Walleye are a nomadic fish, and their habits are not as predictable as trout. Still, a little knowledge about the walleye lifecycle will increase one's chances of catching this challenging and potentially delicious fish. I say "potentially delicious" because there is a movement towards catch-and-release in the walleye world to help preserve the sport we treasure. We should limit our take rather than take our limit.
The fly angler's season starts soon after ice-out. Walleye are sometimes taken as the ice melts away from the warmest, shallower bays first. Following this early season cycle, the fish then tend to go deeper as the turn-over occurs. Walleye are spring spawners. When the water temperature nears 47 degrees F., walleye begin to stage near their habitual spawning areas. They prefer to spawn in fist-sized rocks. You'll usually find them on the deep side of a rocky shoreline in the pre-spawn period. A boat, kickboat (small fin powered pontoon boat), or float-tube equipped with a fish finder is a big advantage for locating fish. Follow the lake bottom out to where the rocky bottom intersects with a mud or sand bottom. The walleye are likely to be staging in that "transition zone", waiting for the click of the biological switch that triggers the spawn.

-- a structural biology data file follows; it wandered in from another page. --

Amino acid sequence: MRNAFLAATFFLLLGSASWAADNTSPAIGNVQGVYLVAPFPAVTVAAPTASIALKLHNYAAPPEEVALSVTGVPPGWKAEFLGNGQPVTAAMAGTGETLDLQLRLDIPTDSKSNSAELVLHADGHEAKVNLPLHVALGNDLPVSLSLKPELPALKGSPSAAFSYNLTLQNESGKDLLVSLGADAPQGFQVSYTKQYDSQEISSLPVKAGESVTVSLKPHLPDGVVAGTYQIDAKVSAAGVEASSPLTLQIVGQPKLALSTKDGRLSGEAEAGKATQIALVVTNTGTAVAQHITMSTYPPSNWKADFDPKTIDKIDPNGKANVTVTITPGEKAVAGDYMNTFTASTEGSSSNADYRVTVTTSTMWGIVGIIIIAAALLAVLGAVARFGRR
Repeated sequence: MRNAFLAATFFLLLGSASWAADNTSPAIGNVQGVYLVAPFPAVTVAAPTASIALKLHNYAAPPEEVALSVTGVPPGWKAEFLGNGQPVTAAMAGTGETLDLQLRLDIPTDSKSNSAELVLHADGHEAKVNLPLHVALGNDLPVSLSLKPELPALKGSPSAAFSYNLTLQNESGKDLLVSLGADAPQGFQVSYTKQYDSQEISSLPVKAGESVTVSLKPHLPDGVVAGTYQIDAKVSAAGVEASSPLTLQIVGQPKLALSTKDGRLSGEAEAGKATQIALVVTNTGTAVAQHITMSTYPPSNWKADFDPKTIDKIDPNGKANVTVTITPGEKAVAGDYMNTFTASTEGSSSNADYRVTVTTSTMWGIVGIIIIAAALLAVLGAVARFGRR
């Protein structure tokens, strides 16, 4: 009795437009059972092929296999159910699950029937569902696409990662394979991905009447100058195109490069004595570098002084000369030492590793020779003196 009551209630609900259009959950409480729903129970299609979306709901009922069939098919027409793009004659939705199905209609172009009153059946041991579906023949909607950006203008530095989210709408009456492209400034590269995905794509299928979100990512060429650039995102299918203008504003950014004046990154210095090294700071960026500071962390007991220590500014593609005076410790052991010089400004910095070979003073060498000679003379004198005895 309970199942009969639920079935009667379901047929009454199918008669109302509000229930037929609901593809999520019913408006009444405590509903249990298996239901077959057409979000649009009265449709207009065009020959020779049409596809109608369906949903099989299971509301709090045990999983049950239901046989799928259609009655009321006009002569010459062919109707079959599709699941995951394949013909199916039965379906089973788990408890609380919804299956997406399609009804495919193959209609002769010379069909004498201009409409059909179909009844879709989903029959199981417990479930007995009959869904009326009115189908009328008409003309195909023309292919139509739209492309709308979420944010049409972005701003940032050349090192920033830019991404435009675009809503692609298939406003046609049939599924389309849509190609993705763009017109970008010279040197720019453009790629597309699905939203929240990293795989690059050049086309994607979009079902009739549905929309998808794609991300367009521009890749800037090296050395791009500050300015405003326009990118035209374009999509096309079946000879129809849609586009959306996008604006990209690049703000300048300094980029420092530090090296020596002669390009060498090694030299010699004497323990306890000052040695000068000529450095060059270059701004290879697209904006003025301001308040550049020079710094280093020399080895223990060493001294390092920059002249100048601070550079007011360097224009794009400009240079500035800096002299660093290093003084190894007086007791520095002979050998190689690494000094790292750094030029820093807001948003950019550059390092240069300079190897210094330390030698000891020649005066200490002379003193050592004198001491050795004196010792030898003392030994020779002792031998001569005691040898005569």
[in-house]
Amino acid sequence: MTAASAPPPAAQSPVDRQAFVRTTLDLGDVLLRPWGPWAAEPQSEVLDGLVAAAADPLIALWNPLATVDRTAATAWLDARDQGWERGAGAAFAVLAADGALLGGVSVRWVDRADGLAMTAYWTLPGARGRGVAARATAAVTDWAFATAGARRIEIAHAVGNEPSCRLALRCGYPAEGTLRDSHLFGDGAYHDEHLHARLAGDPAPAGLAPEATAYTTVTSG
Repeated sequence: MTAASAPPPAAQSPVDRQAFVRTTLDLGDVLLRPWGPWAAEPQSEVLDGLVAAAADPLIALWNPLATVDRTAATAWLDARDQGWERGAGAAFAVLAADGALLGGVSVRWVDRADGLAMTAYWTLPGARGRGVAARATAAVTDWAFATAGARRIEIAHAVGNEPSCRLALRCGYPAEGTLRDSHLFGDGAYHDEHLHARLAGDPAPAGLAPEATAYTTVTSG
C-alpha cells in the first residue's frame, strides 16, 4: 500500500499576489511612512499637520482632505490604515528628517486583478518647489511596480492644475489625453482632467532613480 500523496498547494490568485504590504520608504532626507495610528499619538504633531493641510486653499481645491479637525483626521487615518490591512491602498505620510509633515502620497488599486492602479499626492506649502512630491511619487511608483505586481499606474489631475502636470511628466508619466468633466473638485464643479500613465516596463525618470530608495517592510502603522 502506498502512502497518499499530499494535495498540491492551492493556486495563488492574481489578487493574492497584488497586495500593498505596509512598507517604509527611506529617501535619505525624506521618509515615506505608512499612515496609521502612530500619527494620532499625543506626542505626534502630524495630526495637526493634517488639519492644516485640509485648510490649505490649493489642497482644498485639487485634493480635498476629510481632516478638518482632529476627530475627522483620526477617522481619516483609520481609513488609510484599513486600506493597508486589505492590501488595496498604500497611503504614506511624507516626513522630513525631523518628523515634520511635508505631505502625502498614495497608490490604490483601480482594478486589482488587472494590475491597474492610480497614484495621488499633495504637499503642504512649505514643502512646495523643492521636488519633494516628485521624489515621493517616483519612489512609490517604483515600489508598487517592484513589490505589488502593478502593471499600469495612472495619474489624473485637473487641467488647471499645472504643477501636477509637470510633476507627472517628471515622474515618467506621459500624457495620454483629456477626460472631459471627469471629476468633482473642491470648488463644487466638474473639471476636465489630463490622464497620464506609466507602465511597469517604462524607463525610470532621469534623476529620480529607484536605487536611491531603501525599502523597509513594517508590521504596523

As the spawn nears, the smaller males move into the shallows and become aggressive, making them prime targets for fly-rodders. The females soon follow and spawning commences. This is when most anglers fish for walleye because they are shallow and relatively easy to find. Just before dark they begin rolling on the surface, adding visual stimulation to the fisherman's creel of expectations. From twilight until around midnight walleye are the most active, feeding or just hitting from aggression and territoriality. Cloudy days are ideal, but when feeding habits are aggressive, I have even caught walleye on bright sunny days.